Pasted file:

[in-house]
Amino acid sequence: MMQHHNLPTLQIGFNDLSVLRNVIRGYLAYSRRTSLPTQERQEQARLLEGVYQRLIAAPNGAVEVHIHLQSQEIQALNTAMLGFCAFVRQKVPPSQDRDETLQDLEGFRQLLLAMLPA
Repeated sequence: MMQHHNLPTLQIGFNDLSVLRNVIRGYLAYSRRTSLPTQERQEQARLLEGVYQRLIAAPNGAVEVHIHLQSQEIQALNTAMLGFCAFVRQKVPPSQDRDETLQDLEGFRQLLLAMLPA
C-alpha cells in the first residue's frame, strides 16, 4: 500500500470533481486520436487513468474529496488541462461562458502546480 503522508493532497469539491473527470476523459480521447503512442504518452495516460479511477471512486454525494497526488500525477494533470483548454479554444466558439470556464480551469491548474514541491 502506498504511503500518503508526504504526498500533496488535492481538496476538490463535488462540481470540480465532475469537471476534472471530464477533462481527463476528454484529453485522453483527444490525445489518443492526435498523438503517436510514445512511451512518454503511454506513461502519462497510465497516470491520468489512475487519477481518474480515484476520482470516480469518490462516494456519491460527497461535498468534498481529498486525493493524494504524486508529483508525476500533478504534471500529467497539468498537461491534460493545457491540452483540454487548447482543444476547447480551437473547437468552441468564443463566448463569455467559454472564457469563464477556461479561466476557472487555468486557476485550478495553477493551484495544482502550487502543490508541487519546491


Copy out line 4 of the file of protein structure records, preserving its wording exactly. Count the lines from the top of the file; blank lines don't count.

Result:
C-alpha cells in the first residue's frame, strides 16, 4: 500500500470533481486520436487513468474529496488541462461562458502546480 503522508493532497469539491473527470476523459480521447503512442504518452495516460479511477471512486454525494497526488500525477494533470483548454479554444466558439470556464480551469491548474514541491 502506498504511503500518503508526504504526498500533496488535492481538496476538490463535488462540481470540480465532475469537471476534472471530464477533462481527463476528454484529453485522453483527444490525445489518443492526435498523438503517436510514445512511451512518454503511454506513461502519462497510465497516470491520468489512475487519477481518474480515484476520482470516480469518490462516494456519491460527497461535498468534498481529498486525493493524494504524486508529483508525476500533478504534471500529467497539468498537461491534460493545457491540452483540454487548447482543444476547447480551437473547437468552441468564443463566448463569455467559454472564457469563464477556461479561466476557472487555468486557476485550478495553477493551484495544482502550487502543490508541487519546491